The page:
Apple Taps Tariq As Digital Marketing Director

Ready to step up its social media game, Apple just scored Musa Tariq as its new digital marketing director.

Tariq previously led social efforts for Nike, where he made the major decision to take the brand’s social operations in-house.

True to form, Tariq announced the move on Twitter. “First day of school,” he tweeted on Monday afternoon. “Hope the other kids like me!”

Before Nike, Tariq had been with Burberry from 2009 through 2012, where he established the fashion brand as a leader in social media. Among other efforts, Burberry’s “Tweetwalk” campaign turned Twitter into a virtual runway.

At Burberry, Tariq worked under CEO Angela Ahrendts, who Apple hired earlier this year in a major coup to head up strategy, expansion and operations for its retail and online stores. It is not known what involvement Ahrendts had in Tariq’s hiring.



With Apple, Tariq is assuming social responsibility for one of the most cherished American brands -- but also one without much of a social media presence.

Along with Tariq and Ahrendts, Apple has been accumulating an interesting group of marketing minds. Late last year, the company that Steve Jobs built brought in Arem Duplessis, longtime design director at The New York Times Magazine, as creative director.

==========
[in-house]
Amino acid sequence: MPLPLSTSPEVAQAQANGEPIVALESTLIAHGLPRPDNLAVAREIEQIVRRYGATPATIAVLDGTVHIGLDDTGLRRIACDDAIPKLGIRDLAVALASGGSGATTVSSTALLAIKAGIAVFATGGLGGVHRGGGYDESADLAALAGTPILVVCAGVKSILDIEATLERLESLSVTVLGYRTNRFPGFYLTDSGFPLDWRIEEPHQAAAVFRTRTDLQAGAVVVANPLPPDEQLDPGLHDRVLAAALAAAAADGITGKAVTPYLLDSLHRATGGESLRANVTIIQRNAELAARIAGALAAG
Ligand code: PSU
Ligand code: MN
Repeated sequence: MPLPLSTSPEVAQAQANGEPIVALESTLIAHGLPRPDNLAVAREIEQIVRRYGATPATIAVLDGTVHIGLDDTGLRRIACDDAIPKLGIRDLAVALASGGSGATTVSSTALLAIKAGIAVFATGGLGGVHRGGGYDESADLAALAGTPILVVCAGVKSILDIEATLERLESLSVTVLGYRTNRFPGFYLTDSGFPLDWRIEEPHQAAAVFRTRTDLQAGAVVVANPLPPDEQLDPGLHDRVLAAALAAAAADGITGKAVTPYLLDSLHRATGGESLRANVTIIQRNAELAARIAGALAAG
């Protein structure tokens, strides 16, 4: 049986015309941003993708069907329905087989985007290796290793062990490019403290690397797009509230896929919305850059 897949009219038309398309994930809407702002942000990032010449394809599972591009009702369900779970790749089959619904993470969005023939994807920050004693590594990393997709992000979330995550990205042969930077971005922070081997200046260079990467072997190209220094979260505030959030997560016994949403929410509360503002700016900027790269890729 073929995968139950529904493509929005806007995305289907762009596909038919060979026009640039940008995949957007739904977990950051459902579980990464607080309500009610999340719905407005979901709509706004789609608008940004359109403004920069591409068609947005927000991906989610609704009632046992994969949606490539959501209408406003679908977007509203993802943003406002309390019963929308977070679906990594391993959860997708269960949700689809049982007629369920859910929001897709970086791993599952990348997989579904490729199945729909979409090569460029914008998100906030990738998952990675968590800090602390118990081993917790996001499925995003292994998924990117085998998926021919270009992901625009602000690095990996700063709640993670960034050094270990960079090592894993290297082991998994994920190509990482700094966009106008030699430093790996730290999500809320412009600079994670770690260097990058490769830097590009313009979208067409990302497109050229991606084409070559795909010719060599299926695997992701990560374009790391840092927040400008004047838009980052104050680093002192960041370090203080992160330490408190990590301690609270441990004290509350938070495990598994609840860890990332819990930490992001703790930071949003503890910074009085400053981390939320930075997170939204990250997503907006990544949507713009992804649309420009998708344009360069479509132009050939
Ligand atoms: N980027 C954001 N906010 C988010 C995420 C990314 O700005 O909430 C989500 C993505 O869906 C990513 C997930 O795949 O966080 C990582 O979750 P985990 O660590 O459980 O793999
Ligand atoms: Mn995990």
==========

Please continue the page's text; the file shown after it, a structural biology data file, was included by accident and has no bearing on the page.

Made up of internal staff and agency TBWA/Media Arts Lab, Apple's ad team suffered a serious blow when it lost Scott Trattner to Facebook last year. Although he left to do a short stint at Samsung's ad agency 72andSunny, Trattner spent nearly a decade as executive creative director at TBWA\Media Arts Lab.

Despite stiff competition across product and service categories, Apple’s profits were up 12% to $7.75 billion last quarter. Better than expected iPhone and Mac sales -- up 13% and 18%, respectively -- made up for a drop in iPod demand during the second quarter.

By some measures, however, Apple lost a bit of brand luster in 2013. During the year, Apple earned a consumer satisfaction score of 83 -- behind Amazon's score of 87, but better than Google’s score of 81 -- according to ForeSee, which analyzes customer experience analytics.

Apple did not return requests for comment, on Tuesday. 9to5Mac first reported the news on Monday.

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